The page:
Specialized is expanding on the ingenious Smartweld technology it first introduced on its alloy Allez three years ago, now adding the novel construction technique to the bottom bracket shell for 2016. The frame weight doesn’t change much but Specialized is claiming stiffness and strength gains that now put the new Allez Sprint nearly on par with the much pricier Tarmac.
The Smartweld bottom bracket shell is a truly brilliant, 'why-didn't-I-think-of-that' piece of engineering, comprising two stamped thinwall aluminum halves and a machined central sleeve that’s all brazed together to form a hollow monocoque-like structure. The much bigger cross-sections not only yield expected stiffness increases in that immediate area; they also allow for much bigger down tubes and chainstays for greater overall frame rigidity.
The key to the new Allez Sprint's heady performance claims is the Smartweld bottom bracket shell
Even better, Specialized says there are substantial improvements in strength and long-term durability, too. Welds typically are weak points for the frame since they’re generally more brittle than the surrounding tubes and situated at high-stress areas. Smartweld moves the weld beads away from the traditional joint locations, shifting them further down the frame tube and positioning them in between two parts that are more similar in shape and where stresses are substantially lower.
Specialized hasn’t yet revealed final claimed weights for the production bikes but the target during the later prototype stage was around 1,100g – almost exactly the same as the current Allez, which only uses Smartweld in the head tube area. That frame isn’t exactly renowned for its rigidity but the new Allez Sprint supposedly more than makes up that gap.
Shaping like this was previously only possible with carbon frames
“Ultimate weight wasn’t the criteria for this,” said Specialized senior advanced R&D engineer Chuck Teixeira, an industry veteran with more than three decades of experience under his belt, much of which was spent at Easton. “This is more of a crit bike so we wanted really good stiffness. That comes at the expense of a little extra weight. We have lots of opportunity to make it lighter. In many of the pedaling tests, it’s stiffer than the Tarmac.”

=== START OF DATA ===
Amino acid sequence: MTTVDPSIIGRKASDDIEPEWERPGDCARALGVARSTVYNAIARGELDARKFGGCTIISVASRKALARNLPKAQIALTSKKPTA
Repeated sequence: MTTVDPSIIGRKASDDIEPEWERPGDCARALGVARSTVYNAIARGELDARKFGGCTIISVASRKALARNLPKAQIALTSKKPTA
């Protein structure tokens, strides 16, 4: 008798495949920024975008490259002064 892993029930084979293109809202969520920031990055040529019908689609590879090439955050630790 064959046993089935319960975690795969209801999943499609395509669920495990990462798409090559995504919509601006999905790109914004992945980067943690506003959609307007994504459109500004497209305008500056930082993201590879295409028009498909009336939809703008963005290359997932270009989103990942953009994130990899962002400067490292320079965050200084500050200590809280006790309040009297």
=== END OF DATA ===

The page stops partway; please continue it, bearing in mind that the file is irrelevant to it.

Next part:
As part of that rather narrowly focused design goal, Specialized is launching the new Allez Sprint in just two complete builds and one frameset to start – none of which have provision for a front derailleur. By Specialized’s reasoning, bikes specifically used for criterium racing or fast lunch rides simply don’t need that wide a gearing range, and the bare seat tube that results looks sleeker and cleaner.
Notice anything missing?
That approach is undoubtedly going to be met with a healthy amount of resistance from riders who might be interested in such an advanced alloy chassis but need more realistic gearing – including us here at BikeRadar. That said, Specialized is already hedging its bets. Front derailleur-compatible Allez Smartweld frames (that are similar but with taller head tubes and slightly slacker seat tubes) will be released in December, just three months after the release of the 1x-specific 'X1' models in September.
The Specialized Allez Sprint Comp X1 will cost $2,000 with a SRAM Rival 1 groupset. All international pricing is TBC
The Specialized Allez Sprint Expert X1 will cost $2,600 with a SRAM Force 1 groupset
Specialized will also offer the new Allez Sprint in a frameset, complete with a gleaming polished finish for $1350
What the future holds for Smartweld
What’s even more interesting is what Smartweld might do for other alloy frame designs. After all, it’s not just road bikes that can benefit from big stiffness and strength gains, and aluminum’s inherently lower costs will always make it more of a mass-market commodity than carbon frames, which have far greater workforce costs associated with their production.
Some level of Smartweld technology could theoretically be integrated into nearly every one of Specialized’s alloy bike collections, including the CruX, Stumpjumper, Crave, Camber, Enduro, and even the Fatboy.
Smartweld will certainly find its way into other Specialized bikes at some point
“We also have a number of other bikes in line for this technology and this approach is not limited to hardtails, either,” Teixeira said. “Ideas are floating around that would make this work on suspension bikes. How fast we move comes down to our aluminum product team’s bandwidth and platform strategy. I wish we could do it all tomorrow, but that's just not going to happen.”
“The future bikes that we’re going to be folding this into – it just opens up a bunch of design opportunities for us to make better and better structures.”
Perhaps best of all is that all of this performance is coming at alloy-level prices that plenty of regular riders will be able to afford. Specialized has yet to release full international retail prices for the new Allez Smartweld bikes and frames, but even just based on the US figures, the landscape for value-minded buyers has never looked so good.
For more information, visit the Specialized Allez Sprint page.